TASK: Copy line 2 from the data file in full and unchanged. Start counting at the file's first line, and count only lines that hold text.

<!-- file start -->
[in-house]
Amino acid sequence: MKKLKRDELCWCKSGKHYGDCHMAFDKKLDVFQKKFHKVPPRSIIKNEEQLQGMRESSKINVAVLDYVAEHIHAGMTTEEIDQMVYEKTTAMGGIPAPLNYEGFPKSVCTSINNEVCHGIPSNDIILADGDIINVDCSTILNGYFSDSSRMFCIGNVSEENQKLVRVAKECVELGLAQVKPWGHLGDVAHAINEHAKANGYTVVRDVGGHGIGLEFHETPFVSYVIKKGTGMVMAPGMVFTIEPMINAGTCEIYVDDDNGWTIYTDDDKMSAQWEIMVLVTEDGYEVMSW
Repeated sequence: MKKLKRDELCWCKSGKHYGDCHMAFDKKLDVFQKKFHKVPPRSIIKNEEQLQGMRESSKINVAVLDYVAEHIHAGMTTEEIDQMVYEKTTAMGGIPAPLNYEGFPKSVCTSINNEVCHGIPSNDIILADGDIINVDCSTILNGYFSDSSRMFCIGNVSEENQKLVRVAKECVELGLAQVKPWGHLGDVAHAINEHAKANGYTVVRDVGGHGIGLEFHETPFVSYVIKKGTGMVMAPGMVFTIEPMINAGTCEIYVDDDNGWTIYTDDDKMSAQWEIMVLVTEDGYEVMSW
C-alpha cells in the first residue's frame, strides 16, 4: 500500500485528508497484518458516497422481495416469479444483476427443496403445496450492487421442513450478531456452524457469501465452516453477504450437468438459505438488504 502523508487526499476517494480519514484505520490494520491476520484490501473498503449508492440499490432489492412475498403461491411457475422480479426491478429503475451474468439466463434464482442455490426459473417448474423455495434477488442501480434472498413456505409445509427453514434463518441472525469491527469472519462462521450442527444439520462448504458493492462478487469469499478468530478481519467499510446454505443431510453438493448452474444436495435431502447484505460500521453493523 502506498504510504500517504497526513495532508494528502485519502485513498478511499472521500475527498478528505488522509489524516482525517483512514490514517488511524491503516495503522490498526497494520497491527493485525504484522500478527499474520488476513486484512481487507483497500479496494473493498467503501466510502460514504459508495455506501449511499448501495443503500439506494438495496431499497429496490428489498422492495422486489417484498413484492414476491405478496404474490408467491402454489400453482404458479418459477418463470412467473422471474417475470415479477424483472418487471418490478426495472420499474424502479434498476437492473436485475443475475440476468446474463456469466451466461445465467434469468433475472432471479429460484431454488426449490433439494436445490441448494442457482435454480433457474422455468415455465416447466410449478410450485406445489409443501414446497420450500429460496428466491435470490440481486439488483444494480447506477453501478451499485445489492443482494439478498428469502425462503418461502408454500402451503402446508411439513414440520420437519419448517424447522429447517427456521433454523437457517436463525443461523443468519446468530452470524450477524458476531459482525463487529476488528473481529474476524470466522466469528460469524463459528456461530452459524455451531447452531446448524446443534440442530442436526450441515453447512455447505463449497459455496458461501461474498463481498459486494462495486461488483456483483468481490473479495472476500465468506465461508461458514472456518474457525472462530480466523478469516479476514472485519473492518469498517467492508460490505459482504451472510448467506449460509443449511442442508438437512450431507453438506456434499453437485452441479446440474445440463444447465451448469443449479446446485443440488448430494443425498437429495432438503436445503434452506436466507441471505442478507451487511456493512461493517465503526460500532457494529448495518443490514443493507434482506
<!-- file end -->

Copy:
Amino acid sequence: MKKLKRDELCWCKSGKHYGDCHMAFDKKLDVFQKKFHKVPPRSIIKNEEQLQGMRESSKINVAVLDYVAEHIHAGMTTEEIDQMVYEKTTAMGGIPAPLNYEGFPKSVCTSINNEVCHGIPSNDIILADGDIINVDCSTILNGYFSDSSRMFCIGNVSEENQKLVRVAKECVELGLAQVKPWGHLGDVAHAINEHAKANGYTVVRDVGGHGIGLEFHETPFVSYVIKKGTGMVMAPGMVFTIEPMINAGTCEIYVDDDNGWTIYTDDDKMSAQWEIMVLVTEDGYEVMSW